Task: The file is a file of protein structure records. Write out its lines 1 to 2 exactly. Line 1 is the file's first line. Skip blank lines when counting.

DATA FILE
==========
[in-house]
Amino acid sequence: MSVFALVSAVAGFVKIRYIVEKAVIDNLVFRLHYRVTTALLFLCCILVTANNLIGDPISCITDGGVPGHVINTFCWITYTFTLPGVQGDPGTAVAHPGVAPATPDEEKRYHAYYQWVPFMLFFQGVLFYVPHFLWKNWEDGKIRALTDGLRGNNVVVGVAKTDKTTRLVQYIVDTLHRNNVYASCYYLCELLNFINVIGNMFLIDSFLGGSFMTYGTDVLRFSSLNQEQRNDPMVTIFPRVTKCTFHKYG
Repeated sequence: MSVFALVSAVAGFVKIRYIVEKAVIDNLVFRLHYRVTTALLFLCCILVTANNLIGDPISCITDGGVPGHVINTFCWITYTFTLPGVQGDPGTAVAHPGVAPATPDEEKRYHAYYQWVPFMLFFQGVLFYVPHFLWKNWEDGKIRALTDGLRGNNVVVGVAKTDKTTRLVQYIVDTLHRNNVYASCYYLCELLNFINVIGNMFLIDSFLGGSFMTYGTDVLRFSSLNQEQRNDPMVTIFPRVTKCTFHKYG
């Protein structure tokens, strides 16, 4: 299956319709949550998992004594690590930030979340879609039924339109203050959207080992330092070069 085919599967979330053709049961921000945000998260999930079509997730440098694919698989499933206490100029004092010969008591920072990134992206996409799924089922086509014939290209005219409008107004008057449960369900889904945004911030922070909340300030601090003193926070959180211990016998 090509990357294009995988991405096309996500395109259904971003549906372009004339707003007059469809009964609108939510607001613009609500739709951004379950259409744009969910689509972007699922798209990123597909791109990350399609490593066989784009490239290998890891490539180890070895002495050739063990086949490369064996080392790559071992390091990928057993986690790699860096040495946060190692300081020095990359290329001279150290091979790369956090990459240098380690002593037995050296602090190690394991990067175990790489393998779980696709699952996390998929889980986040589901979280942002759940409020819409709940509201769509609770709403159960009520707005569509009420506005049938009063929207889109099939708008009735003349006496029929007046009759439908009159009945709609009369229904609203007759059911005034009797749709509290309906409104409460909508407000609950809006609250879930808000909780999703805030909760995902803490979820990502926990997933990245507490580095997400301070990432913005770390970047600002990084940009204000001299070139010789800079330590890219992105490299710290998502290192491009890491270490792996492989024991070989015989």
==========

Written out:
[in-house]
Amino acid sequence: MSVFALVSAVAGFVKIRYIVEKAVIDNLVFRLHYRVTTALLFLCCILVTANNLIGDPISCITDGGVPGHVINTFCWITYTFTLPGVQGDPGTAVAHPGVAPATPDEEKRYHAYYQWVPFMLFFQGVLFYVPHFLWKNWEDGKIRALTDGLRGNNVVVGVAKTDKTTRLVQYIVDTLHRNNVYASCYYLCELLNFINVIGNMFLIDSFLGGSFMTYGTDVLRFSSLNQEQRNDPMVTIFPRVTKCTFHKYG